LDS Ancestral Families Association (LDSAFA) identifies resources and examples of practices and activities that various LDS Ancestral Family Organizations (AFOs) who are Members of LDSAFA have found meaningful and successful for family members through the years. These resources and examples are listed below and linked to those organizations that specifically represent them.
A Successful Family Reunion
by Richard Braegger, President, Braithwaite Family Organization, 2016
To complete a successful family reunion you need contacts, support, planning, and lots of answered prayers. In this day and age contacts and getting the word out is easier with social media, but I believe personal contact is still the best. Creating interest in the reunion is the challenge.
This past year  the Braithwaite Family Organization held a successful three day reunion in Manti, Utah. The reunion is held every five years. We sent out seven hundred forty email invitations, advertised on the radio, and set up a facebook page. Three hundred and eighty-five people pre-registered for the reunion. In 2011 five hundred and fifteen pre-registered for that reunion. (For the 2011 reunion I called over 200 family members and personally invited them to the reunion. I believe that to be the reason for the larger turnout.)
The most important thing we do regarding our reunions is attending the temple. One large advantage for us is over five hundred of our email contacts are worthy recommend holders.
We feel that having something for everyone is the second most important thing. Creating good childhood memories plays an important part in keeping Ancestral Family Organizations alive. (I have very fond memories of my own Ancestral Family Reunions as a child.)
We sent out reunion announcements fifteen months in advance so families could schedule other reunions and vacations without conflicting dates. Reminder emails were sent every three months. Fifty invitations were sent for a Committee meeting six months prior to the reunion (32 showed up). We attended the Mount Timpanogos temple, a catered dinner, and then the meeting. The following committees were set up: Advertising, cleanup, displays, fundraiser, games, meals, musical program, pictures, power point presentation, registration, and setup. The more people involved in committees the more it helps to get people enthused about the reunion. We offer catered meals but invite anyone to bring their own food if they prefer.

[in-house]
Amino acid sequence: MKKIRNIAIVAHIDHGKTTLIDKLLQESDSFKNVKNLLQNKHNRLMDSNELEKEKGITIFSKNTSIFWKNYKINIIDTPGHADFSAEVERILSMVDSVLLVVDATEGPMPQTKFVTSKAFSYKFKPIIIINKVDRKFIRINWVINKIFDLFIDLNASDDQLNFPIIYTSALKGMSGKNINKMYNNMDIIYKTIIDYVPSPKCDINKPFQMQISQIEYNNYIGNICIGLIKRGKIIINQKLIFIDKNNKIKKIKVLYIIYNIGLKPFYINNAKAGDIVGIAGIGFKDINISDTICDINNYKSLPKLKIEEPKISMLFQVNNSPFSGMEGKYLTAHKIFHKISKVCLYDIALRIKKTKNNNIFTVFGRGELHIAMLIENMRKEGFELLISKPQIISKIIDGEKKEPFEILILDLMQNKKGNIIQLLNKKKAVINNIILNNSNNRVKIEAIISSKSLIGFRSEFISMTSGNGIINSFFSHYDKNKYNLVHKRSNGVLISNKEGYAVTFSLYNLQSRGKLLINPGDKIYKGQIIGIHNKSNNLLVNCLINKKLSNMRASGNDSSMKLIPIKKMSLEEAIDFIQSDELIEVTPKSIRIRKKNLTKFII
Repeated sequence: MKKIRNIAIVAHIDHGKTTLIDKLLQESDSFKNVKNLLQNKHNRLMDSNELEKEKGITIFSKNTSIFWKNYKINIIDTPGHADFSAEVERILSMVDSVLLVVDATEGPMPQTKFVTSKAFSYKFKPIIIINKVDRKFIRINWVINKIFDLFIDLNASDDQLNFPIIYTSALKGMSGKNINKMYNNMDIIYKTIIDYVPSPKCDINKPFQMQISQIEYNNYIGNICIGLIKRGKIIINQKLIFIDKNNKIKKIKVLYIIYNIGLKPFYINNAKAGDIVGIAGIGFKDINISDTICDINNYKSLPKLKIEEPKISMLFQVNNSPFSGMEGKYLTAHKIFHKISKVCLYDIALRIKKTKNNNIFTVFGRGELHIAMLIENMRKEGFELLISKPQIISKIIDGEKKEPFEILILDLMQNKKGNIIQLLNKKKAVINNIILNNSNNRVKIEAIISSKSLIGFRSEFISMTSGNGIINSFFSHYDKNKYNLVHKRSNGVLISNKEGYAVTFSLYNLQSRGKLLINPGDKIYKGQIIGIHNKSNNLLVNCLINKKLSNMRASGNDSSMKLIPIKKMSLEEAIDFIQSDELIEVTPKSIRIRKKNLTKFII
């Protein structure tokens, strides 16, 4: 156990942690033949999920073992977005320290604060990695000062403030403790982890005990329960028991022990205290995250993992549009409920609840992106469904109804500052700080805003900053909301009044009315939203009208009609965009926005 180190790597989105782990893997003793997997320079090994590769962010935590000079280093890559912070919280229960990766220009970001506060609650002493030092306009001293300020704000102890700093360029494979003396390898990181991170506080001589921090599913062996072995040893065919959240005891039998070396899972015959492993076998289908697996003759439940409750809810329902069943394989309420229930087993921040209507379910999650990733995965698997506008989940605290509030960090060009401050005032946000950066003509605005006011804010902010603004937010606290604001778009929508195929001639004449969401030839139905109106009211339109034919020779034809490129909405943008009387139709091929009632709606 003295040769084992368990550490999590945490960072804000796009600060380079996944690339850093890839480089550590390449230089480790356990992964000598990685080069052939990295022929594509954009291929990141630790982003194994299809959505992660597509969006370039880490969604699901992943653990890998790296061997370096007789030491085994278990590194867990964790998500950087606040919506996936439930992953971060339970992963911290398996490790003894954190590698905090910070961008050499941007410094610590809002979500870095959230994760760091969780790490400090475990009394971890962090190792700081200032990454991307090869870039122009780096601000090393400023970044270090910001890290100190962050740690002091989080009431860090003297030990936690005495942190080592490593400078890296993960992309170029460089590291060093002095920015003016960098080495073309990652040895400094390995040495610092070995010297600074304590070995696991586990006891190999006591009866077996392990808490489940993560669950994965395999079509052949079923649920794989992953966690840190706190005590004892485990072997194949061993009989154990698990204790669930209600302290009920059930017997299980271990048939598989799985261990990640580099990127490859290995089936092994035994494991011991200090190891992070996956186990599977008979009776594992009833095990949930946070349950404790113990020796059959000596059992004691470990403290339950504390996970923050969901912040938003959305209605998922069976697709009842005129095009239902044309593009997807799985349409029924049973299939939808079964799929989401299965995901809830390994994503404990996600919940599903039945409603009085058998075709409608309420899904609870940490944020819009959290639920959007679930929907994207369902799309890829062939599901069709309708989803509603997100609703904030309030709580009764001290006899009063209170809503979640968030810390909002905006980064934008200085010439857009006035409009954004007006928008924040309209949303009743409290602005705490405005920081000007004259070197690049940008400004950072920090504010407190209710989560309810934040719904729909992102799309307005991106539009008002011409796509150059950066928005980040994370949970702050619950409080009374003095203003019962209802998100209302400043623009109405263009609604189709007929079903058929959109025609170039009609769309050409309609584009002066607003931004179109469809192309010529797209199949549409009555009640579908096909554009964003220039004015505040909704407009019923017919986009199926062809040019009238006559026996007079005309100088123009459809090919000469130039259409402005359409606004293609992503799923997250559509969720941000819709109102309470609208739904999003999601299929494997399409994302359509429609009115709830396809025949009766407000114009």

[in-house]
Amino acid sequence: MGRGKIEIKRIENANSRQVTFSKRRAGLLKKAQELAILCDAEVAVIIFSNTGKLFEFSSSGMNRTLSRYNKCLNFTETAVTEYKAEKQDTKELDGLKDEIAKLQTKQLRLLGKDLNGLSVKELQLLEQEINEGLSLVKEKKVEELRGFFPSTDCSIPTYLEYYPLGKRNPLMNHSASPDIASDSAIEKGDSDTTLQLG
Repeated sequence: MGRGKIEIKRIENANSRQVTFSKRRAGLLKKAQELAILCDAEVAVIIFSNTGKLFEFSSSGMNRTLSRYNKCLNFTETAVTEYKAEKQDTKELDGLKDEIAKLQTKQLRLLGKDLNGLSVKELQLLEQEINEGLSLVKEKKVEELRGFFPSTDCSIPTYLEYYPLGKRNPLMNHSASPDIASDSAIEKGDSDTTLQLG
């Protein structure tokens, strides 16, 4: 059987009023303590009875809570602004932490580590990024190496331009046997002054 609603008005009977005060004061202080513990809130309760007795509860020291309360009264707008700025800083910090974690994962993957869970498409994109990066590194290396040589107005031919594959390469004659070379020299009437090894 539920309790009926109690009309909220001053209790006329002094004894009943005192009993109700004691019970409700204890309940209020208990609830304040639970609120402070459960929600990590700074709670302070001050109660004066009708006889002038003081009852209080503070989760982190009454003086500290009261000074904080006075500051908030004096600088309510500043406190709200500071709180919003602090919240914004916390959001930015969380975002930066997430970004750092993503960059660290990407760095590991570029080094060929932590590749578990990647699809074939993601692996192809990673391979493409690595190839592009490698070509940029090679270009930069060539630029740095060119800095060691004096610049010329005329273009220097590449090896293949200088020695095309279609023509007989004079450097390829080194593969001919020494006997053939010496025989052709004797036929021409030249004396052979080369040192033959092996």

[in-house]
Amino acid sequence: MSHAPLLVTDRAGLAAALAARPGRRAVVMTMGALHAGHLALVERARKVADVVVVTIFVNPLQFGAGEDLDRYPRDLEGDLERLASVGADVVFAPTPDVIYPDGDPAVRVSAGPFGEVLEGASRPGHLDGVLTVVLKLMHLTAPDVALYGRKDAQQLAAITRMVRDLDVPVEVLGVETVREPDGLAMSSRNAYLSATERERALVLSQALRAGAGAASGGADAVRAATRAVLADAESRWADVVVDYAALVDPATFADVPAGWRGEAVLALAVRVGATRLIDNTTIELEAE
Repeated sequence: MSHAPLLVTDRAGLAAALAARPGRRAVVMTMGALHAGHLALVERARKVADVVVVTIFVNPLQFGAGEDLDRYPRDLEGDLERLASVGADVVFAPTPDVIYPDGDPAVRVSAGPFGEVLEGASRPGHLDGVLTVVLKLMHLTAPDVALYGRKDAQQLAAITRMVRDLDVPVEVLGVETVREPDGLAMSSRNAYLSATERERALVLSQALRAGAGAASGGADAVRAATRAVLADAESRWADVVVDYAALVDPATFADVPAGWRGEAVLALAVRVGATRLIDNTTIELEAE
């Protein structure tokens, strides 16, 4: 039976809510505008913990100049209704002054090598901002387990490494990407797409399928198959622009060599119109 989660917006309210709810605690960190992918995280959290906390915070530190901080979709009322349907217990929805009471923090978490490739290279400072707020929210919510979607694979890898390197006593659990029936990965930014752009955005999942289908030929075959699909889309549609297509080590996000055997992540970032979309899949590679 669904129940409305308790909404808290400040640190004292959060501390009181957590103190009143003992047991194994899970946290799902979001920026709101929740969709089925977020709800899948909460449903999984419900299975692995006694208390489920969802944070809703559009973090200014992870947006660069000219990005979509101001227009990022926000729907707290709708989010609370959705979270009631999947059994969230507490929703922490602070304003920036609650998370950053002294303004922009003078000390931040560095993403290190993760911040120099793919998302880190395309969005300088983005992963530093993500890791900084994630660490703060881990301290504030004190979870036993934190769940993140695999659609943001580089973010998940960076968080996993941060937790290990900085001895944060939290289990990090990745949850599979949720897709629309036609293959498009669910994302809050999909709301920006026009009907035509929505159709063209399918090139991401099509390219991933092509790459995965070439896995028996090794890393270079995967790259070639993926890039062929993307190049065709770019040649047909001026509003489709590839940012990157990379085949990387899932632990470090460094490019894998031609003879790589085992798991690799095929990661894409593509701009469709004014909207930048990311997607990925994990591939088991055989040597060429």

Day One: We had reunion registration (registration packets included a map of the ancestral homes in Manti, a schedule of events, and tickets for the meals.), unveiled a Braithwaite Memorial in the Manti cemetery (150 attended), and held a catered dinner at the Manti Tabernacle (120 attended). A few families held individual reunions that day. All catered meals were prepaid along with the book orders.
Day Two: We started at the Manti temple. We supplied family names for all who attended. Some brought their own names. Over one thousand ordinances were performed at the temple by family members. Reunion registration, social hour, catered dinner, and power point presentation were held at the Manti Tabernacle. We rented the city pool that night.
Day Three: We started with registration and a skit at the city park. It was written by a family member about our family arriving in Utah. Awards were handed out: the oldest, the youngest, the largest family attending, the person traveling the farthest, etc. A group photo followed by pictures of the descendants of the six siblings was taken. Next was a game with questions about our families’ history. We finished with more games and a catered lunch the rest of the day. A cannon that shot candy over thirty feet in the air was a big hit.
One of the big surprises at the 2011 reunion was how many people came to me and said: I have known this person most of my life and had no idea we were related. The Lord's help was seen over and over in our preparations for the 2011 and 2016 reunions.
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